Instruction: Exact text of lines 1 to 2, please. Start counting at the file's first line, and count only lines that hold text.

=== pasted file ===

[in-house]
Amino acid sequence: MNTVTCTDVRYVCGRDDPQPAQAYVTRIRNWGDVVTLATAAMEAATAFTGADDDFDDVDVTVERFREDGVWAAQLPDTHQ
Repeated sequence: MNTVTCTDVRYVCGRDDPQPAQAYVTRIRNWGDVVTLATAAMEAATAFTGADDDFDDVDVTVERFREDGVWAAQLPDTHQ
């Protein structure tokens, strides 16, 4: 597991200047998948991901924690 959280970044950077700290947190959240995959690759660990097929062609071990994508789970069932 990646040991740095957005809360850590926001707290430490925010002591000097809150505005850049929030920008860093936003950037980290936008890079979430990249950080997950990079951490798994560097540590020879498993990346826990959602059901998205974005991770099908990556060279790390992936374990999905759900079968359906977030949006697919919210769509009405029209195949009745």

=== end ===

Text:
[in-house]
Amino acid sequence: MNTVTCTDVRYVCGRDDPQPAQAYVTRIRNWGDVVTLATAAMEAATAFTGADDDFDDVDVTVERFREDGVWAAQLPDTHQ